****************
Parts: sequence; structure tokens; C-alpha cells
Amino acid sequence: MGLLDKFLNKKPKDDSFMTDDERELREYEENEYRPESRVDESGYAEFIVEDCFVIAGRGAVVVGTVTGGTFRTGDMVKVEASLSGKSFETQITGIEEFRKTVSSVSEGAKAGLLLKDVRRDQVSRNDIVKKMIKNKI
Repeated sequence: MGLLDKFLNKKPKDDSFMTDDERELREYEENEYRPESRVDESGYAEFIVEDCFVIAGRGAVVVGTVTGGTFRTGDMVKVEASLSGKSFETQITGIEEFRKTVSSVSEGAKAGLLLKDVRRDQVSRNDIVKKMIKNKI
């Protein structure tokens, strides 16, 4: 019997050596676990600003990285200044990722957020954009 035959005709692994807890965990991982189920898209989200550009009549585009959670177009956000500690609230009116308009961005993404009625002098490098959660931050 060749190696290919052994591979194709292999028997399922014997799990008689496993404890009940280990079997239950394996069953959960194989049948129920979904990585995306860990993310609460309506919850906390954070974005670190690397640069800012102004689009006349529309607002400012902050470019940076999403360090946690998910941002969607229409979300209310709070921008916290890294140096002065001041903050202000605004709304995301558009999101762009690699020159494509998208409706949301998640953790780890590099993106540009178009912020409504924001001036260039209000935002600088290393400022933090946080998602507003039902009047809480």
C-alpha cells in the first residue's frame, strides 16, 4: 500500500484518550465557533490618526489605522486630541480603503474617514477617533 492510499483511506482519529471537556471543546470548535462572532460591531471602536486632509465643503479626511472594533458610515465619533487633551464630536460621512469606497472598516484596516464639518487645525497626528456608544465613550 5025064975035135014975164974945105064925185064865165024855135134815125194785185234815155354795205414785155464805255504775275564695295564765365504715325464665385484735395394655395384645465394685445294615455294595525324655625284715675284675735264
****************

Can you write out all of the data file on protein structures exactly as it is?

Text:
Parts: sequence; structure tokens; C-alpha cells
Amino acid sequence: MGLLDKFLNKKPKDDSFMTDDERELREYEENEYRPESRVDESGYAEFIVEDCFVIAGRGAVVVGTVTGGTFRTGDMVKVEASLSGKSFETQITGIEEFRKTVSSVSEGAKAGLLLKDVRRDQVSRNDIVKKMIKNKI
Repeated sequence: MGLLDKFLNKKPKDDSFMTDDERELREYEENEYRPESRVDESGYAEFIVEDCFVIAGRGAVVVGTVTGGTFRTGDMVKVEASLSGKSFETQITGIEEFRKTVSSVSEGAKAGLLLKDVRRDQVSRNDIVKKMIKNKI
């Protein structure tokens, strides 16, 4: 019997050596676990600003990285200044990722957020954009 035959005709692994807890965990991982189920898209989200550009009549585009959670177009956000500690609230009116308009961005993404009625002098490098959660931050 060749190696290919052994591979194709292999028997399922014997799990008689496993404890009940280990079997239950394996069953959960194989049948129920979904990585995306860990993310609460309506919850906390954070974005670190690397640069800012102004689009006349529309607002400012902050470019940076999403360090946690998910941002969607229409979300209310709070921008916290890294140096002065001041903050202000605004709304995301558009999101762009690699020159494509998208409706949301998640953790780890590099993106540009178009912020409504924001001036260039209000935002600088290393400022933090946080998602507003039902009047809480």
C-alpha cells in the first residue's frame, strides 16, 4: 500500500484518550465557533490618526489605522486630541480603503474617514477617533 492510499483511506482519529471537556471543546470548535462572532460591531471602536486632509465643503479626511472594533458610515465619533487633551464630536460621512469606497472598516484596516464639518487645525497626528456608544465613550 5025064975035135014975164974945105064925185064865165024855135134815125194785185234815155354795205414785155464805255504775275564695295564765365504715325464665385484735395394655395384645465394685445294615455294595525324655625284715675284675735264